At first glance, Tuesday looks like an anomaly. How does Tuesday’s ‘child being ‘full of grace’ relate to Mars, planet of war? Given the age of the rhyme – and its Christian theme – ‘grace’ may have been meant in the Christian context of ‘unmerited favour of God toward man’: a warrior’s prayer for God’s favour in battle. Mars’ tarot card is XVI The Tower, also known as the House of God, or the call to surrender to a higher power. I can just about countenance this. But what of Wednesday’s child of woe and its association with Mercury, planet of communication?

Mercury is the planetary ruler of I The Magician in tarot – one of the most energising and positive cards of the major arcana. Here’s the possible reason it’s literally woeful (bear with – I’m just having a sip of tea and a biscuit.) If we look at the etymology of Wednesday as ‘Woden’s Day’, we find Woden/Odin, the Norse deity of magic, wisdom, poetry and war. To me, it seems that ‘woe’ may have been short for ‘Woden’ , but we got landed with ‘woe’. Which is pretty miserable.

Working on this basis, I reckon that Wednesday’s child is not full of woe, but full of magic. And I’m also thinking of generations of children who misguidedly believed that they were destined to be, well, a bit dour, little knowing that the true meaning of their day of birth was rather more exciting. Woden/Odin spent nine days and nights suspended from Yggdrasill, the World Ash, a spiritual initiation which gave him the gift of reading the runes (and he was known as the ‘father of charms’). The Magician card shows the Greek deity Hermes (the Roman Mercury), who travelled between the realm of humans and the realm of the gods. As a messenger, Hermes was a god of communication, magic and divination. Now this diminution of Woden may have been deliberate (the Church, seeking to suppress our Pagan ways) or one of those slippages that no one thought to correct. But I’m going to begin doing that at a micro level.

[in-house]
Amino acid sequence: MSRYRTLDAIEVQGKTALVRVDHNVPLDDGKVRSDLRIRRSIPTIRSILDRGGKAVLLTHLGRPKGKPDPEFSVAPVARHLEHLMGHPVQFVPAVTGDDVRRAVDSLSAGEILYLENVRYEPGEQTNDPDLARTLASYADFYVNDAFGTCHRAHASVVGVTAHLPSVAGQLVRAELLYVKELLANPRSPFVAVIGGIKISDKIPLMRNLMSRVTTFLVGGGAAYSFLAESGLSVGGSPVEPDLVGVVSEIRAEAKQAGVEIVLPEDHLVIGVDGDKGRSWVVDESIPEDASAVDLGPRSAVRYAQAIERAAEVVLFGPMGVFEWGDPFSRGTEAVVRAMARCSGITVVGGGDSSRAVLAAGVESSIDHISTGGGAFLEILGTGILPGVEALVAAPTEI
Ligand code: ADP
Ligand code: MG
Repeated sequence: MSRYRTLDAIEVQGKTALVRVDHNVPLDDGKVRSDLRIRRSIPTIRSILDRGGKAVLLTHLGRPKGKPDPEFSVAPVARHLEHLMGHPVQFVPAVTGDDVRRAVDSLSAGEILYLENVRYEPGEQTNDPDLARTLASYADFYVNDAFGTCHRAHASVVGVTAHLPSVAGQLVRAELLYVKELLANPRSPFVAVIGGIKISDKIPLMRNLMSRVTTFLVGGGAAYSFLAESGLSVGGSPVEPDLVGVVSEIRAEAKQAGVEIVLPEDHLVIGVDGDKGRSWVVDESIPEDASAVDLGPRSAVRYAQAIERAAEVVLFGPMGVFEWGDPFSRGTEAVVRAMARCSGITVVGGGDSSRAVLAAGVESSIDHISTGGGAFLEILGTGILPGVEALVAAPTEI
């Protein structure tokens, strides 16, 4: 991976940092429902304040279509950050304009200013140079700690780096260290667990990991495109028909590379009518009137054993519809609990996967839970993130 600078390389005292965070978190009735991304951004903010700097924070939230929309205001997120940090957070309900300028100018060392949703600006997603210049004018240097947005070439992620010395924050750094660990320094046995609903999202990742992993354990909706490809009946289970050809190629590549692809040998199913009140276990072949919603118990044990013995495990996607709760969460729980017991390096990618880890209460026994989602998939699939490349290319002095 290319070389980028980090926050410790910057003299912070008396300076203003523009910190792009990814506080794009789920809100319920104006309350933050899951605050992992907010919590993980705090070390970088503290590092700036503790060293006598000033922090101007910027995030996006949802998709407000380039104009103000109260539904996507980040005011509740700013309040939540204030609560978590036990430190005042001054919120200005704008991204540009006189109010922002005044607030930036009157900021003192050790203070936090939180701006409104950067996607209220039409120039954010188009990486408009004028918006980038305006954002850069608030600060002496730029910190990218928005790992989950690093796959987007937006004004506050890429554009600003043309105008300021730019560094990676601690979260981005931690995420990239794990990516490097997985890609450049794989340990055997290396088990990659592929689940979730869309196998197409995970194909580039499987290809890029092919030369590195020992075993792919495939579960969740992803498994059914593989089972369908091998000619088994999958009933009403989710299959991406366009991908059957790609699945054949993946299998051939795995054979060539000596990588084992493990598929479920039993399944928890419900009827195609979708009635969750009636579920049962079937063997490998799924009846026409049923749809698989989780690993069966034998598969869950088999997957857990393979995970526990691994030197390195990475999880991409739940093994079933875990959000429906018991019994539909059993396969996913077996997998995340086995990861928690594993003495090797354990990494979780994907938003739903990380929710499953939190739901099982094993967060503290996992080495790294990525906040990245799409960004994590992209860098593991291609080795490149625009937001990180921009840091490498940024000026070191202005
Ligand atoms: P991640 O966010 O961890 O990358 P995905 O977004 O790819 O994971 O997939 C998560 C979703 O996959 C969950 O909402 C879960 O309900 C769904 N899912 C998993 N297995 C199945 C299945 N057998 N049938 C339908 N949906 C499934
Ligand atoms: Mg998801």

My younger sister was born on a Wednesday and I remember that when she cried we’d say ‘Full of woe!’ This happened a lot as we lived near the beach and she hated sand – there’s many a picture of her making sandcastles with a pretty woeful expression. Thankfully she got over her dislike of the beach, and her woe. Maybe I should tell her now that she, and anyone born on a Wednesday was never a child of woe at all, but Woden’s child – full of abracadabra.

Main image: The Magician from Tarot of the Heart, Liz Dean/Oliver Burston
The Devil and Beyond

The Devil and Beyond

We know the drill: the Devil equals temptation, lust, affairs, addiction, abuse, debt, control issues, material entrapment; contracts with the self or with others, all of which are unfulfilling. In readings, it’s tempting to see the Devil’s enchantment as external, and we its little victims. But before I get into a lengthy diatribe on the moral aberrations of this most flagrant of cards, I’m intervening to say this: that the Devil also presents an opportunity to look closely at our conscious or unconscious choices. Unravel the god of excess, and we find unexpected gifts; a key to life-changing action. By understanding how we arrived at a Devil situation, we are better equipped to deal with him.


First, the doorways: these are the four minor arcana cards which lead toward the Devil’s Coming (I know this sounds rather hellfire, but interpret as you will). These are the Fives, which form part of the Devil’s number XV: the Five of Pentacles, Five of Cups, Five of Wands and Five of Swords. These are the tests and, given how we respond to them, they may be just the ticket to the Devil’s waiting room: trapped by ego (Wands), poverty (Pentacles), humiliation and shame (Swords) or loss (Cups). After all, the Devil plays on insecurities. In short, these Fives symbolize vulnerabilities that may lead us to give away our power.


Next, I wonder what leads us so completely into the lair, to go from a Five to a XV. Given he’s the shadow side of VI, the Lovers (the reduction of XV), I consider that the Devil may be the result of a decision delayed, a giving away of power. Poised between Temperance and the chaos of Tower, he surely represents the consequence of not fully owning ourselves or our decisions: that unsteady ground of over-compromise. If we do not act when prompted by the Lovers, a situation festers and is pushed down into the subconscious realm of fear, shame, and unrealised truths. This is the Devil’s domain, the base, material depths; yet it is also where our instinctual creative power resides, suppressed and hidden, waiting for early release.